This study compared the effects of tidal lavage (washing out) of the knee joint and an
imitation lavage procedure in people with knee osteoarthritis. In tidal lavage, the doctor
flushes out a knee joint with repeated injections of a mild salt solution, done under local
anesthesia. Study participants had to meet standard criteria for diagnosis of osteoarthritis
but could have low, medium, or high severity of x-ray changes indicating knee
osteoarthritis. We performed the lavage procedure once, and did quarterly followups for 1
year. We permitted patients to use some other osteoarthritis treatments during the study,
such as non-narcotic pain relievers, nonsteroidal anti-inflammatory drugs, and physical
This study was a randomized, double-blind, sham procedure-controlled evaluation of tidal
lavage as a treatment for knee osteoarthritis. We achieved blinding by raising a drape
during the study procedure and mimicking the sensory aspects of tidal lavage, but not
flushing the knee, in the sham lavage group. We gave all study participants
subcutaneous anesthesia with lidocaine and then bupivacaine and then attempted aspiration of
the knee, removing up to 5 ml of synovial fluid for examination and then injecting the knee
with 20 ml of bupivicaine.
In people who received the sham treatment, we placed a 16-gauge catheter in the lateral
suprapatellar position just to the knee joint capsule and infused small volumes (less than 5
ml per "exchange" x 20) of saline into the subcutaneous tissue while manipulating the
anterior knee to mimic efforts to shift fluid within the knee during the "aspiration" phase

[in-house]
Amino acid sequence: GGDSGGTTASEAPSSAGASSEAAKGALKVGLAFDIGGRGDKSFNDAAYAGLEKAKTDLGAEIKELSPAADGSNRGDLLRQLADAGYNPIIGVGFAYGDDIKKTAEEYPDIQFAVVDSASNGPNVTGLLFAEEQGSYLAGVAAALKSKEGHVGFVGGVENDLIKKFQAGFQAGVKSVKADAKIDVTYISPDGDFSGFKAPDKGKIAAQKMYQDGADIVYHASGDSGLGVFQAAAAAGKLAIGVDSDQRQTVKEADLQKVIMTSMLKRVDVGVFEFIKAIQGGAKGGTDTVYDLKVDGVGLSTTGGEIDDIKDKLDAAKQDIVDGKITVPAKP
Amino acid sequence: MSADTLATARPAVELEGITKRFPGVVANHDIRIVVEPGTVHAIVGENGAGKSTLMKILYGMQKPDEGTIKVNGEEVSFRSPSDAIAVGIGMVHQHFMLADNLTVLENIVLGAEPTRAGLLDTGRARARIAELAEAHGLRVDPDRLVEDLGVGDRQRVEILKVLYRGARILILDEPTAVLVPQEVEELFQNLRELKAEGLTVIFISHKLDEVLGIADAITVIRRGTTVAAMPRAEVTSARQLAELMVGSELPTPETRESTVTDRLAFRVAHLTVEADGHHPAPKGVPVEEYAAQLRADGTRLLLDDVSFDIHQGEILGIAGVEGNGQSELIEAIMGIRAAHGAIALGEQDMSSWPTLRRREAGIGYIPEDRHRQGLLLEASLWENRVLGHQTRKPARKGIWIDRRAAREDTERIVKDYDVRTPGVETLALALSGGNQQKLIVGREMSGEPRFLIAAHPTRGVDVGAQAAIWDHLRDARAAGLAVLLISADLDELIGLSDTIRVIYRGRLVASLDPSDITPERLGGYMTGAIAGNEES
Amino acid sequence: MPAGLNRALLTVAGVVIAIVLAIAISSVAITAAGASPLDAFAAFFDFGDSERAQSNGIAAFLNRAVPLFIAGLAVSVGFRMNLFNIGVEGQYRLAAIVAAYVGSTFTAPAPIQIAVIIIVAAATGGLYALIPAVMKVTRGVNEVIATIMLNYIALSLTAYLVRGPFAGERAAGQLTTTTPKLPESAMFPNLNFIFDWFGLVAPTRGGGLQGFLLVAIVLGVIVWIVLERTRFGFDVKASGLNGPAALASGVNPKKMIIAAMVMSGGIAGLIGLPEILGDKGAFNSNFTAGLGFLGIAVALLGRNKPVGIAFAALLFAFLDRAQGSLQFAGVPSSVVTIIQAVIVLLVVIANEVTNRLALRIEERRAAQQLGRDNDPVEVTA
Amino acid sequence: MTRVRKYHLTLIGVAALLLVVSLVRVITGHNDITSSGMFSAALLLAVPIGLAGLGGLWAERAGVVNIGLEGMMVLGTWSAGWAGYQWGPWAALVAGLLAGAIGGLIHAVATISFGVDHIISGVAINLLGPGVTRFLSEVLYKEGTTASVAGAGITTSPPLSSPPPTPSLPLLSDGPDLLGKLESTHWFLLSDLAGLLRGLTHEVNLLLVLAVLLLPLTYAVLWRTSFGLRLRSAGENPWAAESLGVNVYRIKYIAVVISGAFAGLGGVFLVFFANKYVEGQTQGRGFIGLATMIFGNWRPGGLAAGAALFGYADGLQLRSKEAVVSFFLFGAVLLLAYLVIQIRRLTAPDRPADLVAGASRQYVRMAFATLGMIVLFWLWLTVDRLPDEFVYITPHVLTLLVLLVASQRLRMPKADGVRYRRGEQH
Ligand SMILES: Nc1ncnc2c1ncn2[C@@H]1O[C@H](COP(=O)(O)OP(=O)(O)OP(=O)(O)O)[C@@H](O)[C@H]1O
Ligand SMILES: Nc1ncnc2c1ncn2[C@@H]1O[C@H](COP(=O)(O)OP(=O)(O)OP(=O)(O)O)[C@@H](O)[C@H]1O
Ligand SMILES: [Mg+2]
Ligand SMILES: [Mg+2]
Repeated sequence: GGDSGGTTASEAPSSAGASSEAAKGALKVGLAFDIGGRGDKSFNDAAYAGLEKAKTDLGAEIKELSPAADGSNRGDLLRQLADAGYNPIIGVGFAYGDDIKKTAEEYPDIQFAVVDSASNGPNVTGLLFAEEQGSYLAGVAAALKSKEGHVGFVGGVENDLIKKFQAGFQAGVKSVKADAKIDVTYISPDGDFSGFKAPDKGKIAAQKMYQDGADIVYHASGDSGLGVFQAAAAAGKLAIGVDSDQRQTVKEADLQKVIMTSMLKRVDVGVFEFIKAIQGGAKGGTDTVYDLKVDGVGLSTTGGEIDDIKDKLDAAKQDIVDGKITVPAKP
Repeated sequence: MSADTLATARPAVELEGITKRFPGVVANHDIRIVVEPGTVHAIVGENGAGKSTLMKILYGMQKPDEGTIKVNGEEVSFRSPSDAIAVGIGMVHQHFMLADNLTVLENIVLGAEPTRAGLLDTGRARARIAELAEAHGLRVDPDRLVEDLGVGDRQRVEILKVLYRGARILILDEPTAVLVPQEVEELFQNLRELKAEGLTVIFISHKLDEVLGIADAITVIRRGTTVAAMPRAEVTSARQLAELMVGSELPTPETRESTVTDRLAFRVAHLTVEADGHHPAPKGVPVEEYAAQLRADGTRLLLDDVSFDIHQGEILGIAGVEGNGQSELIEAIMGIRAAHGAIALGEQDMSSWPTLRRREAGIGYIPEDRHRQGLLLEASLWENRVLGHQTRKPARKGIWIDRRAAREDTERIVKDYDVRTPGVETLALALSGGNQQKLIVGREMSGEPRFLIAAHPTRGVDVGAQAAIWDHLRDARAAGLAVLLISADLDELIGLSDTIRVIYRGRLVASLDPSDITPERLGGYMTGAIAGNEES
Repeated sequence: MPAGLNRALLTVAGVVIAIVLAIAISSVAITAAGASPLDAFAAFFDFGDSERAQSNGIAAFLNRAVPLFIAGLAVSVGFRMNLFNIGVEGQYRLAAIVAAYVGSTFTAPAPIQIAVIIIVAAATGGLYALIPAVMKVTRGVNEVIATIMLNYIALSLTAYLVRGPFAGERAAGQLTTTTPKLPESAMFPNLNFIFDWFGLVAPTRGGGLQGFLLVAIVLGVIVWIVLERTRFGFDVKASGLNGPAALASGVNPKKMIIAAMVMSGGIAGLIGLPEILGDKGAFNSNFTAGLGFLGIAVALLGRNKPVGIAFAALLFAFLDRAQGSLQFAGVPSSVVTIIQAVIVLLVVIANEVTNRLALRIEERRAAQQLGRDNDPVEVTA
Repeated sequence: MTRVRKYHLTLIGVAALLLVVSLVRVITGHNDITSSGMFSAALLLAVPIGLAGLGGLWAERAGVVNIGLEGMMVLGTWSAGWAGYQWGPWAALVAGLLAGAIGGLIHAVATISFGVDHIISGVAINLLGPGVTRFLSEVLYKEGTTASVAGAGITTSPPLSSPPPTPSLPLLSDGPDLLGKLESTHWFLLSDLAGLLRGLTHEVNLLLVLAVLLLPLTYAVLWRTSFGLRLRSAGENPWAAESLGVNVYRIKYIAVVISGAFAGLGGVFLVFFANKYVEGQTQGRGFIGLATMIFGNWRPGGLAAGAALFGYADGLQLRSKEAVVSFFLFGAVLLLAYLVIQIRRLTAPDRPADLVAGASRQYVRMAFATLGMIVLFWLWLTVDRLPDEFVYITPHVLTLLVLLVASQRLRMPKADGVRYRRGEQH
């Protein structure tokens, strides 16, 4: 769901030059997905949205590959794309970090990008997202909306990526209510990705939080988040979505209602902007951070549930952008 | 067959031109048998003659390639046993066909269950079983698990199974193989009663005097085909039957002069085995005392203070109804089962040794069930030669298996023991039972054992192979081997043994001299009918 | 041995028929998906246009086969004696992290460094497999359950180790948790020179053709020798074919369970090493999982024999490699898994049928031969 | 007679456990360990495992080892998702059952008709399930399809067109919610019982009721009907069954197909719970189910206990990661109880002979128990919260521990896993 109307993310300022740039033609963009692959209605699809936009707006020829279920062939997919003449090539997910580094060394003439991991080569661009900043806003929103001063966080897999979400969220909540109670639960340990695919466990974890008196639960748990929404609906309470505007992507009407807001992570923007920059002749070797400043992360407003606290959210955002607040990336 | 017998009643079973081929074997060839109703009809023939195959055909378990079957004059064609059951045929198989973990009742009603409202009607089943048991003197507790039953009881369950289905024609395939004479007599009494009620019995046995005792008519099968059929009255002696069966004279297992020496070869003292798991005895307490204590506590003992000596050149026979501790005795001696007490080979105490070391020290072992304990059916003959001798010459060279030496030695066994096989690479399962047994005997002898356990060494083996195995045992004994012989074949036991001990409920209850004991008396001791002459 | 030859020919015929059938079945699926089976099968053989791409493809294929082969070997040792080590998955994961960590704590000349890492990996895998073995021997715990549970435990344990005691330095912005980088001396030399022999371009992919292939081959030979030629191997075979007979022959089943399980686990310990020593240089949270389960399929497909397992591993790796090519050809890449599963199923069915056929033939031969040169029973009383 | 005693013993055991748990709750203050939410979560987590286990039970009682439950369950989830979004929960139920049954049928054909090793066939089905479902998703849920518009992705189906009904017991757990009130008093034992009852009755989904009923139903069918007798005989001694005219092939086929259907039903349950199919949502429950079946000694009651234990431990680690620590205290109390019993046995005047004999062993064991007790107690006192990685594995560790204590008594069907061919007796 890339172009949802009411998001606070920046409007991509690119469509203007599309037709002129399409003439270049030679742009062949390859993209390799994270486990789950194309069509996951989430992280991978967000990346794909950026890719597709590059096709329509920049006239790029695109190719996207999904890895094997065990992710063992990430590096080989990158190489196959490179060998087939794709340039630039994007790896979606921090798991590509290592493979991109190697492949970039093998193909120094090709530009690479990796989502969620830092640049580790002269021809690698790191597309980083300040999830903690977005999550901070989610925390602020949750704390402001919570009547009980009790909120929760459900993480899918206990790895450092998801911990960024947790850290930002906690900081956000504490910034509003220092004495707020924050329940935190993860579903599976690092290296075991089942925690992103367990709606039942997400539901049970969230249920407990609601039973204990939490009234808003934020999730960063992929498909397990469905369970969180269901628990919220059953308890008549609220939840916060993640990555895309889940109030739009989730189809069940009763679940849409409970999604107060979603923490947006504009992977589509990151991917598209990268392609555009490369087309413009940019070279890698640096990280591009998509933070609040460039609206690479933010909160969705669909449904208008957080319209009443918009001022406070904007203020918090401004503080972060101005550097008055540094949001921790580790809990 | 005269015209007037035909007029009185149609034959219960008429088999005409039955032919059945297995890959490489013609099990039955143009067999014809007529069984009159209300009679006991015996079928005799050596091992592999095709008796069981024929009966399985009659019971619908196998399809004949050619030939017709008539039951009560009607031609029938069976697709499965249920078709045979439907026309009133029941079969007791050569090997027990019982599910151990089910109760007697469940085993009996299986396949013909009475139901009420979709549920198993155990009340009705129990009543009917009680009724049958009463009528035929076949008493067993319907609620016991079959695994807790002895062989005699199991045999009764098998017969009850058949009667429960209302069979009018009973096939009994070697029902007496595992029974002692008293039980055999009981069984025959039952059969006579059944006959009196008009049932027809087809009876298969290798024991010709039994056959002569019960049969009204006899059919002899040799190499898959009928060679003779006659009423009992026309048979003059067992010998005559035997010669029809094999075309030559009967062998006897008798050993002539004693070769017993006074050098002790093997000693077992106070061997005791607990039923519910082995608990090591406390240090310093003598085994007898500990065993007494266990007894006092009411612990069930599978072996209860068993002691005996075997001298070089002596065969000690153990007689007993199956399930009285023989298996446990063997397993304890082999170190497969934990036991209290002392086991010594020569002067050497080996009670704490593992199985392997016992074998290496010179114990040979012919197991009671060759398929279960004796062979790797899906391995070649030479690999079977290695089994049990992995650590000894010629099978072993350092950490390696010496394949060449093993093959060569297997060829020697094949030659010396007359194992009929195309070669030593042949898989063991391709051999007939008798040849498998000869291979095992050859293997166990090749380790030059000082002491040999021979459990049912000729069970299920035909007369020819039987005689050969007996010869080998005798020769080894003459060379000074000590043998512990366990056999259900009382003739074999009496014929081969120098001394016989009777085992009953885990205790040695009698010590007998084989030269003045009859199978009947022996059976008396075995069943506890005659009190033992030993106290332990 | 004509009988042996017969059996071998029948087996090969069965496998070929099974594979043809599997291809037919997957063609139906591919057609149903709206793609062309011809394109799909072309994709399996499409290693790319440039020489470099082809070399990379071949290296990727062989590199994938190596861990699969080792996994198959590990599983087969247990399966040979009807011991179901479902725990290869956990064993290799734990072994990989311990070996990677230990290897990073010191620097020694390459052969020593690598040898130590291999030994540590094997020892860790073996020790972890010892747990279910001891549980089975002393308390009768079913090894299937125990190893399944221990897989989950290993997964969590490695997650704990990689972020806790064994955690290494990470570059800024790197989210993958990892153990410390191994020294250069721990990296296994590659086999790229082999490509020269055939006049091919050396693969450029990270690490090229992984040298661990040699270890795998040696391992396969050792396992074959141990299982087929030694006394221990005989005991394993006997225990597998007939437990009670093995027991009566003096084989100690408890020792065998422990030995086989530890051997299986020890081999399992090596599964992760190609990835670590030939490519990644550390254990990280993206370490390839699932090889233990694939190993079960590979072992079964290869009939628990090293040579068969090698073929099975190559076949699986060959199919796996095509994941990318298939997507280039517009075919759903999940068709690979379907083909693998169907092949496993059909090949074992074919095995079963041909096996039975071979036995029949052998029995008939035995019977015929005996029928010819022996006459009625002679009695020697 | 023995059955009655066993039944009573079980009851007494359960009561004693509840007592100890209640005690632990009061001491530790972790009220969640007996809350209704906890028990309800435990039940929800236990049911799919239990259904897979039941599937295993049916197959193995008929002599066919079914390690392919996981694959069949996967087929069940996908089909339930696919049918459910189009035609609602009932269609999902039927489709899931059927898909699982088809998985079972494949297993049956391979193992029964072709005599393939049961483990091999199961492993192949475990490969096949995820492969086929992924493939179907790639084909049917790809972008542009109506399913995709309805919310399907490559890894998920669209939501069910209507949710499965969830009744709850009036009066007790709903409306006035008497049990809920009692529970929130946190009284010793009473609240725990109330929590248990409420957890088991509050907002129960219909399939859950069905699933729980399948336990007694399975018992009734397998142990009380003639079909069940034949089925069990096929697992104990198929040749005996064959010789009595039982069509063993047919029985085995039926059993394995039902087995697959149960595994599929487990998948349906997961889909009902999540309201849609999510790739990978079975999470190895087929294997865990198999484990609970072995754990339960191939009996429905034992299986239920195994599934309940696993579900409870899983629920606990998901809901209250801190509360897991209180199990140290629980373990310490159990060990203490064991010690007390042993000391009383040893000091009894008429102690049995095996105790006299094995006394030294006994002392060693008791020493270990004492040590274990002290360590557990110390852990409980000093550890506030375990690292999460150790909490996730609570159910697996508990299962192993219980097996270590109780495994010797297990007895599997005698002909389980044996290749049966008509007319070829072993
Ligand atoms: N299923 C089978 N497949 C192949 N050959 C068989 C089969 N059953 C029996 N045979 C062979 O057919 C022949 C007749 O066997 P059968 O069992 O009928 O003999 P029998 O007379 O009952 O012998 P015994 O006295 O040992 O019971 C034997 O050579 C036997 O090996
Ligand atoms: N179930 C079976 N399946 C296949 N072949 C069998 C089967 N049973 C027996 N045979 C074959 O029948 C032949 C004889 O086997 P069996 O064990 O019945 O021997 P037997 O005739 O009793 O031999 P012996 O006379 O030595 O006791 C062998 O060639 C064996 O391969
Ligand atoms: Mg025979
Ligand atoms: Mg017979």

of each exchange. Patients could see the supply bag of sterile saline but could not see the
waste bag of this closed drainage system.
For tidal lavage patients, we made the catheter puncture in the lateral suprapatellar pouch
and repeatedly distended the knee with 30-50 ml of sterile saline, then aspirated this
volume (about 20 exchanges for a total of 1 liter of flush solution).
At the end of the procedure, we told the patients that their knee might be swollen due to
retained saline, and to expect this additional swelling to resolve over 24-48 hours, during
which time they were to minimize activity. The person who did the procedure (the principal
investigator) then left the room. The study nurse, who was not present for the procedure and
was blinded to the procedure's identity, asked the patients which treatment they thought
they received (tidal lavage or sham lavage). We scheduled patient followups with this study
nurse for 3, 6, and 12 months, and patients completed questionnaires at each visit.
Questionnaires were both arthritis-specific (WOMAC) and global (Quality of Well-Being).
- Knee pain attributed to osteoarthritis for at least 1 year.
- Meet American College of Rheumatology clinical or clinical plus x-ray criteria for
- Have at least a moderate pain rating on at least one of the five Western
Ontario-McMaster University Osteoarthritis Index (WOMAC) scales
- Significant conditions of the spine, hips, or feet that affect the ability to walk
- Significant medical conditions that affect the ability to walk and function
- Inflammatory arthritis, such as rheumatoid arthritis or gout
- Degenerative arthritis secondary to other conditions, such as hemochromatosis,
Wilson's disease, or ochronosis
- Current significant soft tissue rheumatism such as fibromyalgia, anserine bursitis,
or trochanteric bursitis